My first question is about your gut response. What comes to mind when you hear ‘sacrifice’?


If it's not the Elton John song, then I imagine the first thing that comes to mind when you hear ‘sacrifice’ is the idea of giving something up. But what is being given up and why? If you type 'examples of sacrifice' into a search engine, the first results are about salary sacrifice schemes for electric cars and self sacrificing heroes in popular culture. It seems then that what is being given up is significant, but so is the cause that it is being given for. Someone chooses to give up some of their income for a particular benefit. One person gives their life to save the life of another. So sacrifice achieves something, it has a cost but it also has a reward, even if they are experienced by different people. Or coming at this another way, I'm a bit of a language nerd, so I like to look not only at what words mean, but also how they came to be. Sacrifice comes from Latin via Old French and Middle English, and literally translates as ‘to do sacred rites’. So there is a sense in which it is an explicitly religious or spiritual practice, something which connects us with the sacred.


Let's dig a little deeper. What do you understand of sacrifice in the Bible?


It's important to preface this by saying that I am not a Hebrew Bible scholar, and it has been some time since I studied the sacrificial system in any depth, but my understanding is that the Mosaic code combines the two senses of sacrifice I suggested earlier, as something significant is given up and something significant is received, all as part of a religious practice which connects people to God. Sacrifice was a way of making right what had been done wrong or expressing thanks and devotion to God, and it involved the ritual killing of animals or the offering of grain and other crops. Everything had to be of the best quality, and once offered it was divided into two or three portions, so that some was reserved for God and some was given to the priests while some may be returned to the person making the sacrifice. It is against this background that Jesus’ death has often been understood. He was the sacrificial lamb without blemish, whose death was necessary to atone for the sins of the people. I do believe that Jesus' death was sacrificial in nature, and it makes sense that scripture would use familiar imagery to understand something that must at first have seemed utterly incomprehensible, but there are other ways of understanding it. Much depends on whether you think sacrifice was necessary for forgiveness or symbolic of repentance. Given the way God repeatedly spoke through the prophets to reject the sacrifices and the fasts of the people, my understanding is towards the latter. Simply performing the rites was clearly not enough to warrant forgiveness, which suggests the act itself was not what mattered so much as the attitude with which it was done, so perhaps sacrifice ought to be seen not as a crude transaction but a fresh connection. Back to Jesus then, and no one could have said the things he said or acted the way he acted and not found themselves on the wrong side of very powerful people. His death was the consequence of his life, and he knew that would happen but he continued his ministry anyway, because it was what we needed in order to understand how to live and because he loved us enough to take the risk and because he knew that ultimately life would come from death as a promise of eternity, so maybe it was in that sense that he gave his life in order to make things right. Perhaps you have not looked at Jesus' sacrifice in that way before, but one of the most exciting and frustrating things about theology is that it is wrestling with mystery, so I offer it as something to consider.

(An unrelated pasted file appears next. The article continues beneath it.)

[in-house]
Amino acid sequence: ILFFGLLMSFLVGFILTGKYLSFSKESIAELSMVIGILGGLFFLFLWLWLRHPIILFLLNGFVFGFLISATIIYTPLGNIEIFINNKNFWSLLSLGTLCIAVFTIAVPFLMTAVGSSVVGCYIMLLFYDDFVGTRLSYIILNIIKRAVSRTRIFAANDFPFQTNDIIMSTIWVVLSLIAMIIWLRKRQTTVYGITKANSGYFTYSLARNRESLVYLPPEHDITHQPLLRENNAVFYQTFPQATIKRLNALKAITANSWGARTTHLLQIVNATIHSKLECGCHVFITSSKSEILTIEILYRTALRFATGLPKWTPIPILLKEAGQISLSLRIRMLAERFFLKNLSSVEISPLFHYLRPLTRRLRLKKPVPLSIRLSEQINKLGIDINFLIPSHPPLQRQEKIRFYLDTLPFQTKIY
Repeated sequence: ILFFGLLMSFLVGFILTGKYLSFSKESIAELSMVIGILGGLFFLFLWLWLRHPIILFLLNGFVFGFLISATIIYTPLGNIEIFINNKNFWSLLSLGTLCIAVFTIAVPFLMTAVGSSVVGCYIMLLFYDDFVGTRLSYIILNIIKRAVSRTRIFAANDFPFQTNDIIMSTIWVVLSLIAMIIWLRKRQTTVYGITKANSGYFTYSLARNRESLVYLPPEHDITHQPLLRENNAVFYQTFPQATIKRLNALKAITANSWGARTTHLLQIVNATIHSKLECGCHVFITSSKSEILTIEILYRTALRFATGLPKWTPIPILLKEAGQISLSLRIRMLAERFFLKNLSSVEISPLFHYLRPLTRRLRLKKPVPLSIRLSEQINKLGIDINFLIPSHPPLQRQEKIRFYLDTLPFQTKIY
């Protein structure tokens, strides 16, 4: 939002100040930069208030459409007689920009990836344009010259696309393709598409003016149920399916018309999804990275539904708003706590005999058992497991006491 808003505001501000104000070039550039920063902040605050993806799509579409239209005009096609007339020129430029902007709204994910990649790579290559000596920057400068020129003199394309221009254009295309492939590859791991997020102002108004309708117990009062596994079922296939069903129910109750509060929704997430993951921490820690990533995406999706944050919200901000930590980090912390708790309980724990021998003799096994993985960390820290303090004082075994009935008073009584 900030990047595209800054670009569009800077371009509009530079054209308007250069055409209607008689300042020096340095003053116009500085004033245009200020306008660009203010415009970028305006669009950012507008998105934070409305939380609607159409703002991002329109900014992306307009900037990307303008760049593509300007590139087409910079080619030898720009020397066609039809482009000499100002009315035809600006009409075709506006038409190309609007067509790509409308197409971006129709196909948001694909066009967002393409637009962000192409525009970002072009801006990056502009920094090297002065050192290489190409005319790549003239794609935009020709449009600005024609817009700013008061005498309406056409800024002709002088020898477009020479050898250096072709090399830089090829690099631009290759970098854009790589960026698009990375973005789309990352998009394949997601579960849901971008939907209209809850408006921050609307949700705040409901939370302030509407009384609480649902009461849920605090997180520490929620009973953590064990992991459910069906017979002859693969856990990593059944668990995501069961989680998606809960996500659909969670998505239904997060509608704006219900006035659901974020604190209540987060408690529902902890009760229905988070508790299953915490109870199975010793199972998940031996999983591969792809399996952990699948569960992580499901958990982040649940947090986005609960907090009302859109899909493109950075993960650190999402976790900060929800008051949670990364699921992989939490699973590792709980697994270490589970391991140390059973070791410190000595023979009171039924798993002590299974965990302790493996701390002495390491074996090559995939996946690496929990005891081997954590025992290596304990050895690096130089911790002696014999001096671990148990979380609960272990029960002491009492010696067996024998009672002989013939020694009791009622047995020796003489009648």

I’ve already mentioned the prophets, so at this point I want us to think back to our readings. What does Isaiah 58:3-12 say about the sacrifice God asks for?